lived there, but many did and many that didn’t came back for at least Christmas. I remember sitting on the floor of my grandma’s living room on that first Christmas, trying to remember everyone’s name. I saw most of these people so rarely (at that point, maybe twice in my life) that I really struggled to identify who was who and how they were related to me.

What was even weirder was that people recognized my name in that town. I have a fairly uncommon last name, at least uncommon enough that people recognize it and immediately make a connection to someone else they know. I ended up going to the same high school that most of the original 11 siblings went to.  I don’t know how many times a teacher of mine would say,

“Hey, are you related to (insert aunt/uncle/grandma name here)?”  Not just at school, but everywhere I went I had this experience. It was all new to me.  To go from complete anonymity to everyone knowing who you are because of your relations is just strange.

Seafood lasagna - mostly complete, delicious, ...

Image by mschutt via Flickr

My larger family wasn’t close, though. We’d get together for the major holidays (seafood lasagna for Christmas, anyone?), but for the most part, everyone went their own way.  When grandma passed away, the family drifted apart. I moved off to New York where I experienced complete anonymity. You know, I sort of missed having that family around me. Now back on the west coast, and after a parental separation, it’s just me, mom, grandma, and my uncle.  I have a couple cousins around that I don’t see much. I always dreamed of having family holidays, but at this point, I guess I’ll just have to make my own family.

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May I Introduce Myself…

I’m Samantha. Of the lot of us, I’m the oldest by about seven months.  I’m also the only one not on the East Coast, though I used to be. I currently live just outside of Seattle, where I was born and raised but have lived very little of my adult life.  From the time I was 16 until I was almost 29, I lived in Pennsylvania, New Jersey, and New York City.  I moved home a few years ago.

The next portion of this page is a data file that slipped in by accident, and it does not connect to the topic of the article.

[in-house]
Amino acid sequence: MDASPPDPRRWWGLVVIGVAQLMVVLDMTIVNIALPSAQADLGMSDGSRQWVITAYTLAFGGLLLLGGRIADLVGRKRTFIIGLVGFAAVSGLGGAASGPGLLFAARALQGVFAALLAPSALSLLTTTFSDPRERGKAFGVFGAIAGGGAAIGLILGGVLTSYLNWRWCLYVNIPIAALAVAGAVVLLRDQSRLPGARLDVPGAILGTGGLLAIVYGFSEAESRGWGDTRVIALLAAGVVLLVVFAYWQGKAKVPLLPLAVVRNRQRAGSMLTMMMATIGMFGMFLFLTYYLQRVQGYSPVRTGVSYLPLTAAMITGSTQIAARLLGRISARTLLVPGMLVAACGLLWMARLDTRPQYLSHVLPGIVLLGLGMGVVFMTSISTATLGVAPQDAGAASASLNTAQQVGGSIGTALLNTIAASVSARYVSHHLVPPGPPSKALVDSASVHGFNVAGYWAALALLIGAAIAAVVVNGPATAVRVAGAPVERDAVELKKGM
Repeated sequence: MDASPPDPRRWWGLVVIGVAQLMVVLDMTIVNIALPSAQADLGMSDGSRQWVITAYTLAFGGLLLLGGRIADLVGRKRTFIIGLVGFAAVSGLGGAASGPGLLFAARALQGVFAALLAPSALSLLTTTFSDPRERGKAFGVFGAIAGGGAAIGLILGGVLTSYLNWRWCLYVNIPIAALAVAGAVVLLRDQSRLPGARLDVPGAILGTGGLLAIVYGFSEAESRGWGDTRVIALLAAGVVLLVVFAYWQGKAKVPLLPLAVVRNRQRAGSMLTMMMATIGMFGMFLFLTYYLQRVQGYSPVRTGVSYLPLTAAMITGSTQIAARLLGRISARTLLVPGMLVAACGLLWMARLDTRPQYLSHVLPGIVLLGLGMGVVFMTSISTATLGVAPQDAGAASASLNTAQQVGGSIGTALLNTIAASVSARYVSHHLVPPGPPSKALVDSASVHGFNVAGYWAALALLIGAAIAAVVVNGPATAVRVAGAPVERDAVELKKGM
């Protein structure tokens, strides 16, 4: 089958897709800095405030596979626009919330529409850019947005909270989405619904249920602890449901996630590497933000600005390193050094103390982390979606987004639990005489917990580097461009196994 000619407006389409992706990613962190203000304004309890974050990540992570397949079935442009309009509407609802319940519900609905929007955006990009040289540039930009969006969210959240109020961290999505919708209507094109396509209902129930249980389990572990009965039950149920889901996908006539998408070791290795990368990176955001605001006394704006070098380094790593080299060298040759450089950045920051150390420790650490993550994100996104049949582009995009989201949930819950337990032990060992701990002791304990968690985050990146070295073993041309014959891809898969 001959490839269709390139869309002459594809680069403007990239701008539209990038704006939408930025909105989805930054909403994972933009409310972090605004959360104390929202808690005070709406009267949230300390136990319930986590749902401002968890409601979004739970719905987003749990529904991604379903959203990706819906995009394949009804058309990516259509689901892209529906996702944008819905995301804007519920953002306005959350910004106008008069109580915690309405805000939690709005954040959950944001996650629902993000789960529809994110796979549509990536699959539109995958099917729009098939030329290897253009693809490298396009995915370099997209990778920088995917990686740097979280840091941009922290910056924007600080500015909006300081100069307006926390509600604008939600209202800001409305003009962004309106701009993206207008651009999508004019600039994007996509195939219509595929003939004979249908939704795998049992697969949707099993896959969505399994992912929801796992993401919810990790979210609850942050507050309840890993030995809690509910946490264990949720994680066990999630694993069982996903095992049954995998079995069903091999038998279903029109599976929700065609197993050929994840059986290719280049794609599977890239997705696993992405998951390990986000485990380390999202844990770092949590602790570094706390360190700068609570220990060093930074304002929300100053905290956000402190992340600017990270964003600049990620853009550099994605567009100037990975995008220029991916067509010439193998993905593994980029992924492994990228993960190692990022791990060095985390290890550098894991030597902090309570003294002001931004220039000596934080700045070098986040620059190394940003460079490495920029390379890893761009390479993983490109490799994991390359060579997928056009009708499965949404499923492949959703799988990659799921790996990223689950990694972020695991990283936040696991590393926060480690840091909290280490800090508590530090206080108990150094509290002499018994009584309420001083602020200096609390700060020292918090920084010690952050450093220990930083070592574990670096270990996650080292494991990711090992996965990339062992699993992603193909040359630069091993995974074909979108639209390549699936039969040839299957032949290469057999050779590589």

I went to Penn State for undergrad, which is where I met many of my best friends.  I served two years of AmeriCorps before deciding to go to grad school at NYU. Career-wise, I am a high school English, Drama, and Special Education teacher. I taught in the Bronx for two years and then in a suburban Seattle school district for two more.  During the second year there, I was told that I would not have a position for the coming fall. Fortunately, this allowed me to go back to school to get my Special Education endorsement. I have recently graduated with my Masters in Education from the University of Washington and now face the challenge to find a job. The employment situation isn’t as bad as it was two years ago when districts were laying people of, but they still aren’t hiring much.  Fingers crossed!

My little guy, Toby

I am the mommy of a two-year-old dog named Toby. He’s a Bichon Frise/Shih Tzu mix, though he looks much more Shih Tzu. Toby makes me laugh, as I have never met a more good-natured, happy little dog. He likes people, likes to go on adventures, and likes playing with his brother (who is owned by my mom!).

Nasturtiums on the balcony

Finally, in what spare time I have, I enjoy reading, writing, gardening, sewing, and I’m getting into cooking.  I have a small garden on my balcony – not that it did much with the weather we had this year.  I am in the process of sewing a comforter set for my bed and I’m almost done.  As for cooking, I am starting to experiment with new recipes. More on that later!  I’m hoping to get more into bike riding. We have a lot of great trails around here and I recently purchased a great new bike.  Now, just as long as the weather stays nice a little longer!